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Orthodontics

How do I manage a patient who swallowed or aspirated parts of an orthodontic appliance?

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This Dental Urgent Care Scenario (USC) is adapted and presented by the JCDAOASIS team in collaboration with Dr. James Noble of Orthodontics at Don Mills in Toronto

You can find the full USC on JCDAOasis Mobile

Context

Patients receiving orthodontic treatment are at a very high risk of having appliances swallowed into the oropharynx during treatment due to the small size of brackets and clipped wires. Orthodontic appliances that can be swallowed include wires, brackets, transpalatal arches, temporary skeletal anchorage devices, and keys for expanders and removable appliances among others.

Foreign bodies entering the alimentary canal rarely represent a serious medical issue as they pass through the GI tract uneventfully. In some instances, a foreign body may result in impaction or perforation of the gut wall. Foreign bodies entering the airway pose much more serious consequences.

Signs & Symptoms

  • Loose appliance: The patient’s orthodontist must be notified immediately for recementation or replacement.
  • Aspired appliance:
    • Excessive coughing, difficulty breathing, and increased congestion or noisy breathing
    • Patient choking or gagging, runny nose or watery eyes
    • Dusky bluish or red changes in the face, on or under the eyes or around the mouth
  • Large object swallowed into the alimentary canal:
    • Difficulty, inability. or pain when swallowing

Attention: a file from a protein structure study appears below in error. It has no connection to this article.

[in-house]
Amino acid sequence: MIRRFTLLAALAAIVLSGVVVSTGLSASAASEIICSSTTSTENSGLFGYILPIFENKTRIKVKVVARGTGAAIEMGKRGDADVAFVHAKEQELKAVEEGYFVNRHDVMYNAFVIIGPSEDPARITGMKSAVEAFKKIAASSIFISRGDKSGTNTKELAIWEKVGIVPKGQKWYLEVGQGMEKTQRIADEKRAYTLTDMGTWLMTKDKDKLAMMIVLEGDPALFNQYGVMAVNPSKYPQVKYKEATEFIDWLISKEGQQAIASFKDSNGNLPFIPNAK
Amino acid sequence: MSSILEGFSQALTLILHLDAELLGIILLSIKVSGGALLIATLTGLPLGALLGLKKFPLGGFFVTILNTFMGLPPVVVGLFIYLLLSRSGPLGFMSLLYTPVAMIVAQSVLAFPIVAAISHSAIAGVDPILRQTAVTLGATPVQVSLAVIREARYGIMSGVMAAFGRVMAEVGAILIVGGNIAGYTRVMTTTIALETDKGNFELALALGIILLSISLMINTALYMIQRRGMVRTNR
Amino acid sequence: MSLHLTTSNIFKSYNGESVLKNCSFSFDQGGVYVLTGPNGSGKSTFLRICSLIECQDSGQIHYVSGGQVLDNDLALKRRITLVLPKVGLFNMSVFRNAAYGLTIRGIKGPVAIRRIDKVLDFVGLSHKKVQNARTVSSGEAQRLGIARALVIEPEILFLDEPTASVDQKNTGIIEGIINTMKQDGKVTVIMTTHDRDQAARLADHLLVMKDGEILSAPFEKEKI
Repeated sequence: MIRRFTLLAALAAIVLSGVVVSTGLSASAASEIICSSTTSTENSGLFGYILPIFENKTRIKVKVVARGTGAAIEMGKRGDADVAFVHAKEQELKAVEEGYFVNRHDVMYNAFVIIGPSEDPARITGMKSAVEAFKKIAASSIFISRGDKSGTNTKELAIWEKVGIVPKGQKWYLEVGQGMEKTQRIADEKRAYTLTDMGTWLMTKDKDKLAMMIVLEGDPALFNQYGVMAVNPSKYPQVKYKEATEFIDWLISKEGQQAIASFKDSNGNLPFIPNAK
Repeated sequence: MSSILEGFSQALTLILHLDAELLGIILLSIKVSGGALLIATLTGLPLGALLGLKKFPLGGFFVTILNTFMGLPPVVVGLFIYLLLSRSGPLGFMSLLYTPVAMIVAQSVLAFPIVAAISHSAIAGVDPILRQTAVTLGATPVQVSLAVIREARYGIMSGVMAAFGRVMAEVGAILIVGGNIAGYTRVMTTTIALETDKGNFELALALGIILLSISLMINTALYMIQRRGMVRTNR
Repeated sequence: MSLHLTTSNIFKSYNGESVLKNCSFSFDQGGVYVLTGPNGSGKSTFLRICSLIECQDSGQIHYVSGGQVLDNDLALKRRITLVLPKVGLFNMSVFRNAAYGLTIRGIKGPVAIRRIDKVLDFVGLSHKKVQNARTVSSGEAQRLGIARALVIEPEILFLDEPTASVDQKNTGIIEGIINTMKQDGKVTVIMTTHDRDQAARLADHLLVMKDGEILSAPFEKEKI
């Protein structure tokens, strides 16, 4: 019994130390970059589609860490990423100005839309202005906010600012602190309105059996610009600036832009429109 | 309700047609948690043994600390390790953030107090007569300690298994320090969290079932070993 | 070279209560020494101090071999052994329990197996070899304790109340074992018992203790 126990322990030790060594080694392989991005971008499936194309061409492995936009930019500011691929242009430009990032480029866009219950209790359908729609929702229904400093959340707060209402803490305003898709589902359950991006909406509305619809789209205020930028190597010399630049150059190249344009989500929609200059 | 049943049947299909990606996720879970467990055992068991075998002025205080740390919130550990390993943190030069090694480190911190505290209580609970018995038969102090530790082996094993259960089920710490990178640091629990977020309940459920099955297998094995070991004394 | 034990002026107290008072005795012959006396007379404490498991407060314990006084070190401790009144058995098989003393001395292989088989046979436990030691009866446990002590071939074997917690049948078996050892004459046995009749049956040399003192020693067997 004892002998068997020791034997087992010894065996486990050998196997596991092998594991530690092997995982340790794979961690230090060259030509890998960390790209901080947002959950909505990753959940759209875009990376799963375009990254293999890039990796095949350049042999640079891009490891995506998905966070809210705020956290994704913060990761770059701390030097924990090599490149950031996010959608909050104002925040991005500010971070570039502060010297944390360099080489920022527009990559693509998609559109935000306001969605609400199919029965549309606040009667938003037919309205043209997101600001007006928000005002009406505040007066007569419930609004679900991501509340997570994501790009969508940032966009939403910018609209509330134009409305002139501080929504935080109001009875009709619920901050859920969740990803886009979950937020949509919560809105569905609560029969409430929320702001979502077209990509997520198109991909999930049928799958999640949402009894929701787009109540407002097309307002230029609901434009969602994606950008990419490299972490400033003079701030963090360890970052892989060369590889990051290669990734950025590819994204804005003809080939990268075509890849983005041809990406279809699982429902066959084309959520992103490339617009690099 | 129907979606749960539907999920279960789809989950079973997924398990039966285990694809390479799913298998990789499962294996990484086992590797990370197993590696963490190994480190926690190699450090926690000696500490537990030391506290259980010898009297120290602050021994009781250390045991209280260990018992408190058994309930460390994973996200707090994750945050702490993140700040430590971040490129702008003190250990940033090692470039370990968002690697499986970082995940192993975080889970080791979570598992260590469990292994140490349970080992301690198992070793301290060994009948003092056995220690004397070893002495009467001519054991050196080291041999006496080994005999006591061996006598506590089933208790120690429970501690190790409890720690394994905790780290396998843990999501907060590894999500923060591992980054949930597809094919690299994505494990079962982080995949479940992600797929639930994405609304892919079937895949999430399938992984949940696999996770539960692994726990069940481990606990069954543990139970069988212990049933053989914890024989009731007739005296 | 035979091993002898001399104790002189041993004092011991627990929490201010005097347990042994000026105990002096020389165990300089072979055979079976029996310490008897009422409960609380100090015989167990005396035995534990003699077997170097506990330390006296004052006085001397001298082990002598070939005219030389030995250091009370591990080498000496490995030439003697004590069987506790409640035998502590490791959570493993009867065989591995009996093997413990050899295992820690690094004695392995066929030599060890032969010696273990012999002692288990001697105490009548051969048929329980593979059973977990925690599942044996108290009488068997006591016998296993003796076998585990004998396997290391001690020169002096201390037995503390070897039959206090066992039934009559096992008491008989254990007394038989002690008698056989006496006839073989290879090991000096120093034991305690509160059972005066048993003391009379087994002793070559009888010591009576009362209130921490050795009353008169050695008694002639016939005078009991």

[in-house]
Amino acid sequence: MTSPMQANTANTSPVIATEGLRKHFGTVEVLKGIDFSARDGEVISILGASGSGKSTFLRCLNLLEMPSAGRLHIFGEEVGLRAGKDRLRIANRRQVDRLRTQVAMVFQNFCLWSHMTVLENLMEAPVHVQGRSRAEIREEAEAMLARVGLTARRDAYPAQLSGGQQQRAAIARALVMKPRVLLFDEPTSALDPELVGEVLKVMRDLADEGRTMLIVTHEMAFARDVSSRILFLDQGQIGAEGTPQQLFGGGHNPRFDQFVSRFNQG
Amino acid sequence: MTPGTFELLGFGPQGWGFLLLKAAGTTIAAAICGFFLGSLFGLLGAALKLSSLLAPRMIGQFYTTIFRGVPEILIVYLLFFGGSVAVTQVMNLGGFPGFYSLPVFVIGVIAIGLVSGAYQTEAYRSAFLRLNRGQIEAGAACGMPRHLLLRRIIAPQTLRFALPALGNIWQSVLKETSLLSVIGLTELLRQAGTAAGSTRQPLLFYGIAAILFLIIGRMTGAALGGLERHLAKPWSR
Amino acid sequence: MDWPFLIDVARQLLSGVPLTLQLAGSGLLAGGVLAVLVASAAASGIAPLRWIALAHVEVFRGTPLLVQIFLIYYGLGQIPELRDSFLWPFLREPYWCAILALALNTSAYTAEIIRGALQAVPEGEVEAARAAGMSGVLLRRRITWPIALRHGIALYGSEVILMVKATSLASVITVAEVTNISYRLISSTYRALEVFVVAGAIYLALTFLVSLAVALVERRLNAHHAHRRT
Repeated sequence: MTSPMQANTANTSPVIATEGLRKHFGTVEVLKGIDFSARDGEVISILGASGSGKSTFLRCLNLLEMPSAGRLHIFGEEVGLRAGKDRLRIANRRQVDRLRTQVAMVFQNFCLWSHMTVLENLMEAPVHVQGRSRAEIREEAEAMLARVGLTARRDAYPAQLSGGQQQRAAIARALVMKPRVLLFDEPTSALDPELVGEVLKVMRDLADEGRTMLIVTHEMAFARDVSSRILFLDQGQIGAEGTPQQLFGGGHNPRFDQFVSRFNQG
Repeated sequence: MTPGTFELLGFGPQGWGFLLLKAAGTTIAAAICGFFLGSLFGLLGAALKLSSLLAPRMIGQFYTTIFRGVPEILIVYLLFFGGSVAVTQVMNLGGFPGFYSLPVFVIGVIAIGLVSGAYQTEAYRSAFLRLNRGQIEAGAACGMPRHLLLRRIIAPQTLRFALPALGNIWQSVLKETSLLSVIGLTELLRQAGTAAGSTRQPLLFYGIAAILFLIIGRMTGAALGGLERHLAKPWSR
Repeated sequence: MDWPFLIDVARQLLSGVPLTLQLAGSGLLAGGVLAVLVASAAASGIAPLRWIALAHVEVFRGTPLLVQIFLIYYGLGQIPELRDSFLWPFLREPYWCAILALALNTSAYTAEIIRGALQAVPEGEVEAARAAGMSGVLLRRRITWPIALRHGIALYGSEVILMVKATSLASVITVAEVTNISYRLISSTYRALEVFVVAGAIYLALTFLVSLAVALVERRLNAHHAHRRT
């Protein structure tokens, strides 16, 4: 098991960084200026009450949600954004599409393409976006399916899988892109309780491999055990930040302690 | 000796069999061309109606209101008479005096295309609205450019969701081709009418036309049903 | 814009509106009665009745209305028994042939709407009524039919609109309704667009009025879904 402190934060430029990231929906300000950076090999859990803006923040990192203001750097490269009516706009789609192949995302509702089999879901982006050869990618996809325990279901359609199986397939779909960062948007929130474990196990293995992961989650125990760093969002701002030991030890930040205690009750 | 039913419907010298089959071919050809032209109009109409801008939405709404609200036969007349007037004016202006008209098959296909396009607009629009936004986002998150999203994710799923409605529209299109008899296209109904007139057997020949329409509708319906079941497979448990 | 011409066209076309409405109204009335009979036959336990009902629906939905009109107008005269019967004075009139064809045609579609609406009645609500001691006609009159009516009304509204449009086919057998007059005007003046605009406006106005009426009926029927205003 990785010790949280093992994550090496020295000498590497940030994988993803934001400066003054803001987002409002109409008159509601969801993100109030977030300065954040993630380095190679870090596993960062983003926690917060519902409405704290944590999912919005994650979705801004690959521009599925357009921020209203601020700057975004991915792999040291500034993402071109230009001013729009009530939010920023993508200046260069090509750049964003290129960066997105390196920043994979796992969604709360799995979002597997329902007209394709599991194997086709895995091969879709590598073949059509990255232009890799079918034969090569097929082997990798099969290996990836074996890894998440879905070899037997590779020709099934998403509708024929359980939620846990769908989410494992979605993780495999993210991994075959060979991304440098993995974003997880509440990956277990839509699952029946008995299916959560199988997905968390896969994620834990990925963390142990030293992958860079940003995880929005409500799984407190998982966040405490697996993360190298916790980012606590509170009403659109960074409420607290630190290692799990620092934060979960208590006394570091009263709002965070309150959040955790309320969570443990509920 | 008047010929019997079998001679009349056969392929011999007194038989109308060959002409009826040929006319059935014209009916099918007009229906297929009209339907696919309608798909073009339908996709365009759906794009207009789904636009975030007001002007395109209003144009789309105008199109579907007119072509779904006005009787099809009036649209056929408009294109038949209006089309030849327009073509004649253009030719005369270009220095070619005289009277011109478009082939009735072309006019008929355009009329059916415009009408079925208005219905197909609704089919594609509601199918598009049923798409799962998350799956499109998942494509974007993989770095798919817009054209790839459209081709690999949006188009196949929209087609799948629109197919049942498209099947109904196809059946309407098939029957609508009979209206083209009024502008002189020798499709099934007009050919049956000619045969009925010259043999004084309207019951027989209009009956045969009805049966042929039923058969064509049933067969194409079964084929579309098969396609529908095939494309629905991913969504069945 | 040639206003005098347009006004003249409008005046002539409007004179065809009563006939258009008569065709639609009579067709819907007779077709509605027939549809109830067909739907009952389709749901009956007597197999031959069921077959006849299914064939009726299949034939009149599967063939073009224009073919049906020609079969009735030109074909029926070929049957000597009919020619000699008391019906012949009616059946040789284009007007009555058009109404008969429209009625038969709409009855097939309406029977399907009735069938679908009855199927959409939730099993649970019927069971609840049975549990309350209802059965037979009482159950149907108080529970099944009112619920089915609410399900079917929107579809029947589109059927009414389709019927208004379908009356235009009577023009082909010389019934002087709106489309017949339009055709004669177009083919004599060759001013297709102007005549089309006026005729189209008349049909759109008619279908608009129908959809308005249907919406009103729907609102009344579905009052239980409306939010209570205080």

• Muscle incoordination
    • Haematemesis and/or vomiting

Investigation

  • Perform a complete intraoral exam.
  • Look for an ulcer that may develop on the mucosa and may have the potential to cause an infection.
  • Look for an irritation of the mucosa of the inner cheek.
  • Look for the orthodontic bracket, wire, or appliance that may be dislodged.
  • Ask the patient if they swallowed it similar to how they swallow food or if they coughed or choked when they swallowed it.

Diagnosis

Based on the intraoral examination, it is determined that a long wire may be irritating the mucosa or a broken bracket may be detached.

Treatment

  • If aspiration is suspected, referral to the ER or an orotolaryngologist is indicated.
  • Rule out obstruction of the larynx or the trachea.
  • If a large foreign body is trapped above the vocal cords, respiratory distress can occur and urgent care is needed, involving back blows and the Heimlich maneuver.
  • Ask the patient to keep calm, turn their head down and attempt to cough excessively. Stridor is also a common sign.
  • If the object passes through the airway without obstruction, refer the patient to a hospital for immediate medical attention.
  • If the object is still trapped, the dentist or a team member should call 911:
    • Maintain positive airway pressure with CPR until the paramedics arrive.
    • Explain the situation to the paramedics.

Recommendations to mitigate the risk of foreign objects ingestion or inhalation

  • Attach floss to appliances and objects when appliances are being cemented and placed intra-orally.
  • Use a barrier, such as gauze, when adjusting orthodontic appliances or placing brackets.
  • Use radio-opaque acrylic, if possible, to radiographically visualize appliances that are swallowed or aspirated.
  • Tether bands with an adequate length of floss through the molar tubes during banding procedures, especially for second molars.